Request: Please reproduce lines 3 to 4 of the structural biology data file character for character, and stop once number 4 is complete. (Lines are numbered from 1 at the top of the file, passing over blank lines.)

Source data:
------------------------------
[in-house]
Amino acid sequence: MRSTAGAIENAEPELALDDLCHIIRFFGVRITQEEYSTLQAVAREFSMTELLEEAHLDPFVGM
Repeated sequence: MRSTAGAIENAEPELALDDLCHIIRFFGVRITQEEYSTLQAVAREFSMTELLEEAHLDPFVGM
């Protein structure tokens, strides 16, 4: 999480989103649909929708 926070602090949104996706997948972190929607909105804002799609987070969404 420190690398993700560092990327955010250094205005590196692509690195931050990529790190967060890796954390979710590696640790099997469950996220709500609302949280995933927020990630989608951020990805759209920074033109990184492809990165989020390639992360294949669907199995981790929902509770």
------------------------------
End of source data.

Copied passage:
Repeated sequence: MRSTAGAIENAEPELALDDLCHIIRFFGVRITQEEYSTLQAVAREFSMTELLEEAHLDPFVGM
């Protein structure tokens, strides 16, 4: 999480989103649909929708 926070602090949104996706997948972190929607909105804002799609987070969404 420190690398993700560092990327955010250094205005590196692509690195931050990529790190967060890796954390979710590696640790099997469950996220709500609302949280995933927020990630989608951020990805759209920074033109990184492809990165989020390639992360294949669907199995981790929902509770």